Philips Lighting Recognized by EPA | Facility Executive - Creating Intelligent Buildings

The U.S.-based lighting company, affiliated with Royal Philips Electronics, was recognized yesterday by the Environmental Protection Agency (EPA) as the first company in the U.S. to launch a company-wide effort towards meeting the EPA’s National Partnership for Environmental Priorities (NPEP) waste minimization standards. As a new partner in the national program, Philips Lighting has committed […]


https://facilityexecutive.com/2006/11/philips-lighting-recognized-by-epa/
The U.S.-based lighting company, affiliated with Royal Philips Electronics, was recognized yesterday by the Environmental Protection Agency (EPA) as the first company in the U.S. to launch a company-wide effort towards meeting the EPA’s National Partnership for Environmental Priorities (NPEP) waste minimization standards. As a new partner in the national program, Philips Lighting has committed […]
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Philips Lighting Recognized by EPA

Philips Lighting Recognized by EPA | Facility Executive - Creating Intelligent Buildings


The U.S.-based lighting company, affiliated with Royal Philips Electronics, was recognized yesterday by the Environmental Protection Agency (EPA) as the first company in the U.S. to launch a company-wide effort towards meeting the EPA’s National Partnership for Environmental Priorities (NPEP) waste minimization standards.

As a new partner in the national program, Philips Lighting has committed to reducing the amount of mercury used in the manufacturing of its fluorescent lamps by 780 pounds by the end of 2007. In addition, the company has committed to eliminating the amount of lead in all of its U.S. lamp manufacturing processes by 1.5 million pounds by 2010.

“Philips Lighting has demonstrated its industry leadership by undertaking waste minimization as a company-wide initiative across all of its production facilities,” said U.S. EPA Regional Administrator Donald S. Welsh. “While other companies have committed a single plant to implement a waste minimization plan, this is an industry first and a substantial step towards reducing the levels of toxic materials in our environment.” (Photo: Philips Lighting Company North America President and CEO Kaj den Daas (right) accepts recognition from EPA Regional Administrator Donald S. Welsh.)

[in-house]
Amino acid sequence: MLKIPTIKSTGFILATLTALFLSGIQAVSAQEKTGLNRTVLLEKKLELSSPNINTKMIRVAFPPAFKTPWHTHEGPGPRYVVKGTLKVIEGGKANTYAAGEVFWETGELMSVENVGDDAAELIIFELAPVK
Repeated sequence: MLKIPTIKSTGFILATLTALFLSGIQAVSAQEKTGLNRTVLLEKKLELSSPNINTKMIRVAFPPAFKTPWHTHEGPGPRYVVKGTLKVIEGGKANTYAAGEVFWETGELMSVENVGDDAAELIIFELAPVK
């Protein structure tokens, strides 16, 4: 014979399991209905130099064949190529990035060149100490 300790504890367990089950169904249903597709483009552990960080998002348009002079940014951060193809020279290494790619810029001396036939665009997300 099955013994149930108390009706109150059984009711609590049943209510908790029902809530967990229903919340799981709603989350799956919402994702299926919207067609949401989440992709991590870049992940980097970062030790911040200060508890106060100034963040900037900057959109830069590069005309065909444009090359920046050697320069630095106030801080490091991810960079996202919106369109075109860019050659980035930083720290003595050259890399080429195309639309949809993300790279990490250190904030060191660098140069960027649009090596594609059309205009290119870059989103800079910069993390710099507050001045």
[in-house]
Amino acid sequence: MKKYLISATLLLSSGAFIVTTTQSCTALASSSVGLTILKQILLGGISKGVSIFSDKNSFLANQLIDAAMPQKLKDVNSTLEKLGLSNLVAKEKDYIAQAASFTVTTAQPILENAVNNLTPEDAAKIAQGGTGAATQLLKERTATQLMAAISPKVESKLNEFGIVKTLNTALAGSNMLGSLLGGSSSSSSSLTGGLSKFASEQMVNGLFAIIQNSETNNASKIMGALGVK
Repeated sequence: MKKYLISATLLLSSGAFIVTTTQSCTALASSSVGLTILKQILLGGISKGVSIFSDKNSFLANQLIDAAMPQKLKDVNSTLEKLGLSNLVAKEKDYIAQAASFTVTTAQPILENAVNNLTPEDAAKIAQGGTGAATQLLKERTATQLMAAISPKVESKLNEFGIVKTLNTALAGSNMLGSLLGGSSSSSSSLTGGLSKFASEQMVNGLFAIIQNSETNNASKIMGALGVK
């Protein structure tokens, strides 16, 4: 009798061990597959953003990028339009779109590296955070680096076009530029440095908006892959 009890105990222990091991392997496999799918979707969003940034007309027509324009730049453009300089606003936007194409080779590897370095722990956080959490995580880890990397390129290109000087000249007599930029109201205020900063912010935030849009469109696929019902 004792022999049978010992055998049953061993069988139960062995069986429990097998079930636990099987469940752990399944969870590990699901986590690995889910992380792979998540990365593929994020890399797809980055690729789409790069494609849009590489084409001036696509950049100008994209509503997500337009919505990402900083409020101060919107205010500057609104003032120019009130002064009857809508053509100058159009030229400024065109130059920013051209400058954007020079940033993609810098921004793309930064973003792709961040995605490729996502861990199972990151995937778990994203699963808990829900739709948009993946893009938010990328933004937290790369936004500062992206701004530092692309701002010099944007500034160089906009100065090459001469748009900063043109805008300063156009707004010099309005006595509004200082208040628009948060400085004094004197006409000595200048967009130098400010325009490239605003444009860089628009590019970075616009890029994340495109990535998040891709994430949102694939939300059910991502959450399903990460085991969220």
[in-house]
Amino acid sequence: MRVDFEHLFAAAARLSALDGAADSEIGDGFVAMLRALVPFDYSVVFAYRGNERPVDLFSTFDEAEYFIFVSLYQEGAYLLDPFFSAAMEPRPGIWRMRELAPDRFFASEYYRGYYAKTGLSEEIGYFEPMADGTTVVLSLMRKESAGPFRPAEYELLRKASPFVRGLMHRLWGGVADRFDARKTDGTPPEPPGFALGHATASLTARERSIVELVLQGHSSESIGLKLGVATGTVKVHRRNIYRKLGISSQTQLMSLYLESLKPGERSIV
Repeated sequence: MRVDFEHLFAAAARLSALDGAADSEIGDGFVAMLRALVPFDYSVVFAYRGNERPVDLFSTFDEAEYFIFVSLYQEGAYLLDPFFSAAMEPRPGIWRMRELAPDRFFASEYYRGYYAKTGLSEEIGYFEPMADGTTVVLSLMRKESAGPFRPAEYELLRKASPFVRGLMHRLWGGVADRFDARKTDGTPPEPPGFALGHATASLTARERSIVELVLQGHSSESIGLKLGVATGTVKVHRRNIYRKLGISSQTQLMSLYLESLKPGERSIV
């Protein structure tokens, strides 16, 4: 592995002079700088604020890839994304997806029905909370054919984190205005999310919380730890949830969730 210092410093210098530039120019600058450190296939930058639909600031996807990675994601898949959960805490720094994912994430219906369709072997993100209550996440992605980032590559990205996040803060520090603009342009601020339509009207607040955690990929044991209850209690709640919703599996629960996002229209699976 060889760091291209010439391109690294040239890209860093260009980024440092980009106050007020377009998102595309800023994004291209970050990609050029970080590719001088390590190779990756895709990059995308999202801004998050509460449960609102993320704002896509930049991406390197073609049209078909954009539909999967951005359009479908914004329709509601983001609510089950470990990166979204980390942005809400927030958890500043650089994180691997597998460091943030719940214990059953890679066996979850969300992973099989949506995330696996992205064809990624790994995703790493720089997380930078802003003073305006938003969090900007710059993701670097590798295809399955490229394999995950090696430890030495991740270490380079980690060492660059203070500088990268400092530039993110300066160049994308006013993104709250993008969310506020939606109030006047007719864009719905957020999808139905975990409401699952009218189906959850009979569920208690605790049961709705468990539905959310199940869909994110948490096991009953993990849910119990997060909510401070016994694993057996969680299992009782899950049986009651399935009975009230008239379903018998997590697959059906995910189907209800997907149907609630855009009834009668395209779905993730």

According to the EPA, Philips Lighting reduction in mercury and lead is a cut worthy of national attention since it represents 37% of the EPA’s national chemical reduction goal for 2011 for all businesses and companies reporting priority chemicals.

“It only makes sense for us to implement these waste minimization changes across all of our facilities at the same time,” said Steve McGuire, Environmental Manager, Philips Lighting Company. “As Philips continues to reduce our dependence on both mercury and lead to produce our lighting products, we’ll be using less of these materials in all our plants and will help prevent higher levels of mercury from entering the environment.”

Philips Lighting plans to continue to refine the technology modifications and product designs it first developed in 1995 to further reduce the levels of mercury in its fluorescent lamps and the lead in all its lighting products. With the changes planned, Philips Lighting will reduce mercury levels particularly in its fluorescent lighting. The company states this change equates to nearly two tons of mercury reduction in the manufacture of light bulbs over the next five years. Additionally, Philips has committed to reducing the level, and in some cases, completely eliminating all of the lead in the base and glass sleeves of its incandescent bulbs by 2010.

“What consumers may notice is that their light bulbs are lasting longer and providing them with energy-efficient savings,” said Steve Goldmacher, Director, Corporate Communications, Philips Lighting Company. “What they should know, is that Philips is still leading the lighting industry in developing and producing the most advanced lighting that leaves the least environmental impact.”

Philips’ efforts have taken more than 48,500 pounds of mercury out of its lighting products since 1995 and in effect, out of the environment through non-use.

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